Differences Between Gross Lease and Net Lease
Written by: Alan Nochumson
One of the most attractive aspects of commercial real estate is the ability to negotiate and structure deals in any way that fits certain criteria. In the sale of a commercial property, typically an entire interest in the property is sold for a single price. However, there is no “one-size-fits-all” approach to commercial leases. At the highest level, there are two main types of commercial lease: Gross lease and Net lease. The type of lease affects who pays for several expenses associated with the property, and as a result, affects how certain interests are aligned in the landlord-tenant relationship. Below we look at the differences between a Gross lease and a Net lease.
What is a Gross Lease?
A gross lease is often considered the most tenant-friendly lease type because the rent is all-inclusive. Under a gross lease, the tenant pays a single flat fee for the use of the space. The landlord agrees to pay for any and all expenses that come with the property and its use, including taxes, insurance, utilities, and often repairs. Landlords factor in the costs that they are taking on under a gross lease into the cost of the rent. There are advantages and disadvantages to this approach for each party. Gross leases tend to be easier for the tenant to manage, allowing for predictable expenses and less responsibility for the building. Gross leases can also involve some variation for the landlord, as prices fluctuate any savings or extra costs go to the landlord.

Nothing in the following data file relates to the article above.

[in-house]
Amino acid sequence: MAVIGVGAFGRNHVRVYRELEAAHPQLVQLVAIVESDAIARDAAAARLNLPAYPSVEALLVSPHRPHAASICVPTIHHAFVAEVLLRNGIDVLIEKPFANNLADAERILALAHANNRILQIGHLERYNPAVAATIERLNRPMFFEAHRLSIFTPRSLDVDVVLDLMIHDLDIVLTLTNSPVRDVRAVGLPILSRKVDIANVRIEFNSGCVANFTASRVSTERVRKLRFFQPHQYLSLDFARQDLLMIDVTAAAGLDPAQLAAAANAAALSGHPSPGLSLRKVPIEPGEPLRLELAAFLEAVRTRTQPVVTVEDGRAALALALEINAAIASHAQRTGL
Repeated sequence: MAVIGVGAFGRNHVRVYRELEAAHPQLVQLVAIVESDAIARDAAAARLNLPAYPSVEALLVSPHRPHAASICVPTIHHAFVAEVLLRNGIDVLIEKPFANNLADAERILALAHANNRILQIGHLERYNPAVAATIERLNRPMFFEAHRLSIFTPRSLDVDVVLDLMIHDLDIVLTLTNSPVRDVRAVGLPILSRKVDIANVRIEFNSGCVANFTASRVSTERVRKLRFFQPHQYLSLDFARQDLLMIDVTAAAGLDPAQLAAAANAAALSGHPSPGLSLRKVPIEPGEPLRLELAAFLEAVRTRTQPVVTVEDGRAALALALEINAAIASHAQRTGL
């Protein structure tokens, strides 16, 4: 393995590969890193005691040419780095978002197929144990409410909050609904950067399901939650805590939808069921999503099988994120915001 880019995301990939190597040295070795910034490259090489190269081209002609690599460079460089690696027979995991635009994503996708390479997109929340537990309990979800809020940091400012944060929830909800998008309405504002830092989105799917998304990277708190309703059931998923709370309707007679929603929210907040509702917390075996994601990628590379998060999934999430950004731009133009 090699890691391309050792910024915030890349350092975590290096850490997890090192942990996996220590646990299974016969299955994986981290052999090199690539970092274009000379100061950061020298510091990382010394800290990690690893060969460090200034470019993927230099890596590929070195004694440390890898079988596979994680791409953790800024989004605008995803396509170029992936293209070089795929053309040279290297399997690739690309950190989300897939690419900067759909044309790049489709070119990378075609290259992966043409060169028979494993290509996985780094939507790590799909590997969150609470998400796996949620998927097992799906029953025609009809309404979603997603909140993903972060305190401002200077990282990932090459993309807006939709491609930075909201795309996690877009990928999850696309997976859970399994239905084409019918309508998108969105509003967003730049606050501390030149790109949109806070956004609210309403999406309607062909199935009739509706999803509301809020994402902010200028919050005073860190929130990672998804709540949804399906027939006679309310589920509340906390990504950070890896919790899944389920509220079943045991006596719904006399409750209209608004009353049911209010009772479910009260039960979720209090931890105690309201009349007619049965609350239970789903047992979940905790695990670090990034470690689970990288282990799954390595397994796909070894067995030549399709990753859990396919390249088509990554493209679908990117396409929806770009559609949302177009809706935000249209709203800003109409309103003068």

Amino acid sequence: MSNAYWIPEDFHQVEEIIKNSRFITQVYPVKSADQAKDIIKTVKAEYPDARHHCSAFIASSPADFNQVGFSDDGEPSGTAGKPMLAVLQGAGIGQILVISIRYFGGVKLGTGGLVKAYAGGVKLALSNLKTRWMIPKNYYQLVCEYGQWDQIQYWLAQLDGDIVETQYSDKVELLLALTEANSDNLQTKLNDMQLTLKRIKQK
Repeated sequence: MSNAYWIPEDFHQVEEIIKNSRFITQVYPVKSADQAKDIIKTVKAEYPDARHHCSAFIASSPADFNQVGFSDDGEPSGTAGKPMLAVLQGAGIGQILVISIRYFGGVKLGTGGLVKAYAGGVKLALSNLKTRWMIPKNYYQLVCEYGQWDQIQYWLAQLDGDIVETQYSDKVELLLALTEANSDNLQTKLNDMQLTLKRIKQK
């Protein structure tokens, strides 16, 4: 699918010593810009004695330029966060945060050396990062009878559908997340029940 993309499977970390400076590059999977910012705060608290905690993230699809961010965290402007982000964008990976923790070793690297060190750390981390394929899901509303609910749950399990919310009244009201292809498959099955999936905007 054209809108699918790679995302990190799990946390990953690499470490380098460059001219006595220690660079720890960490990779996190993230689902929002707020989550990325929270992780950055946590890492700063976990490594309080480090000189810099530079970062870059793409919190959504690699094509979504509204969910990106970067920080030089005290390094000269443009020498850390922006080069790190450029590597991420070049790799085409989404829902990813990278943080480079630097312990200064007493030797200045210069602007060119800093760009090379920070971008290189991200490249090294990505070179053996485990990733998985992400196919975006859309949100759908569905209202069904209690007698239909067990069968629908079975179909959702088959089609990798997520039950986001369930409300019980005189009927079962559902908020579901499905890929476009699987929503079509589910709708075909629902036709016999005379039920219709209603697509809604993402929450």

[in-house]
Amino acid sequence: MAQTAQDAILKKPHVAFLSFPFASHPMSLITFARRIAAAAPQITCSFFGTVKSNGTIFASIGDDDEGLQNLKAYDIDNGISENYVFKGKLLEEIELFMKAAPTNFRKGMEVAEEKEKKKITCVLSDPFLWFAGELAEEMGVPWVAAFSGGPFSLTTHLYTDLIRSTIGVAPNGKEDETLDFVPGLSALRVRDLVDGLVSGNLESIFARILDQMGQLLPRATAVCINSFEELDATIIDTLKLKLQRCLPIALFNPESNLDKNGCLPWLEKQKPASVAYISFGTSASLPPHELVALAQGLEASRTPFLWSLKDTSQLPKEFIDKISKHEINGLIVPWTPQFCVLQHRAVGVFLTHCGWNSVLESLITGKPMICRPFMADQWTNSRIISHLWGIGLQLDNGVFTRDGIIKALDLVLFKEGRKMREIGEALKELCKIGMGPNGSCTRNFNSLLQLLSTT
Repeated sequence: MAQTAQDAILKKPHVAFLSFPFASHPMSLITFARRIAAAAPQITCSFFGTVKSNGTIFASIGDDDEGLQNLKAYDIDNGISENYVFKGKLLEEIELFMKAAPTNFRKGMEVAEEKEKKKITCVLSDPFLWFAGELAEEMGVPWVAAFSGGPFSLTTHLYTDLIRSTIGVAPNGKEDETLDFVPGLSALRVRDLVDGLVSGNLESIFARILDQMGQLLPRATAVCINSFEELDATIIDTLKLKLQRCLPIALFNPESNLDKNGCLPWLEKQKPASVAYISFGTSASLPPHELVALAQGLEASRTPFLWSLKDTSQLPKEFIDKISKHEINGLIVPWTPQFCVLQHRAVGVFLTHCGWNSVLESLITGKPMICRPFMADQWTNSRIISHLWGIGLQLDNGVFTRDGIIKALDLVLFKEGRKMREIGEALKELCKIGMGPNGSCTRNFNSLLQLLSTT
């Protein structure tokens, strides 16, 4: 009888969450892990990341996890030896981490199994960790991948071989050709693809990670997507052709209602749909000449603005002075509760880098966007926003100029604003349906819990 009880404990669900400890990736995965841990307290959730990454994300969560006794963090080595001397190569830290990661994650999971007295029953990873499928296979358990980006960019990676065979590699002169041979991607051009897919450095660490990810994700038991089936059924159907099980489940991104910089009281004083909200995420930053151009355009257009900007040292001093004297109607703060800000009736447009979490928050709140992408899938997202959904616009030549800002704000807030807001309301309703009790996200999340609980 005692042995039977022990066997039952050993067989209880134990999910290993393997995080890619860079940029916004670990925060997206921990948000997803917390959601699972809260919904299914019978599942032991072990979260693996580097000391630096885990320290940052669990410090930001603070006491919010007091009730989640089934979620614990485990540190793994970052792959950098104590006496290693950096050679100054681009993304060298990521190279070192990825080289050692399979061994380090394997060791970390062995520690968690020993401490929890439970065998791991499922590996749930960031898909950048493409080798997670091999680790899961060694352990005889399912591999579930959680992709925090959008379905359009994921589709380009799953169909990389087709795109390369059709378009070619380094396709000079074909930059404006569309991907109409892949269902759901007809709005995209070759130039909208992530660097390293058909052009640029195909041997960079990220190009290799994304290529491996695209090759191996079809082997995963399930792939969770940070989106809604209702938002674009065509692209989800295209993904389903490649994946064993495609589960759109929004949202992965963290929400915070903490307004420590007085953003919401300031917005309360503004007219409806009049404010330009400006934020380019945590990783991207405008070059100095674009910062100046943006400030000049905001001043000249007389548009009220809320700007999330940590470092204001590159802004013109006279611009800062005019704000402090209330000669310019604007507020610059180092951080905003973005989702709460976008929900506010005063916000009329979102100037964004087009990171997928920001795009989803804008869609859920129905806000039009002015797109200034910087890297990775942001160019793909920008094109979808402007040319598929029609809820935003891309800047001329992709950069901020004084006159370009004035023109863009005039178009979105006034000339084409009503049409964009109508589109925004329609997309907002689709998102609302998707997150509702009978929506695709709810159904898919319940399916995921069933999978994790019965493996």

What is a Net Lease?
A net lease, most commonly known as a Triple Net or NNN lease, is one of the more common lease structures that you’ll find in commercial real estate. A net lease requires the tenant to assume most of the operating costs of the property separately from the base rent. These expenses are often known as the three nets — insurance, maintenance, and property taxes. They can vary from month to month, meaning it is a less predictable approach for the tenant. A net lease reverses the advantages and disadvantages of a gross lease. Tenants are motivated to reduce their utility consumption, but landlords have no immediate incentive to make energy efficiency retrofits beyond the long-term value of their property, and no easy way to recoup their expenses. Like the gross lease, however, the tenant and the landlord can agree to craft a net lease where a tenant will pay more or fewer of the associated operating costs.
Differences between Gross & Net Leases
Gross leases and Net leases can actually cost the same amount to a tenant, but there are reasons a landlord may choose to use one structure over another. With Gross leases, landlords have a more easily understood offering, since tenants can often get confused by the whole “base rent, additional rent” side of net leases. All the landlords have to quote is a single rate, which makes it fairly straightforward for tenants to understand. Net leases can protect both the landlord and tenant in different ways. Landlords are protected if the costs associated with operating the property (the NNNs) increase because those expenses are passed directly on to the tenants that benefit from utilizing the site. Tenants also have the ability to audit the common area maintenance expenses to ensure that the common areas are not only maintained properly but are not breaking their budget. Within Gross and Net leases, there are more granular differences depending on each case. Retaining an experienced and thorough attorney is advisable to find the best strategy to take when developing your lease.
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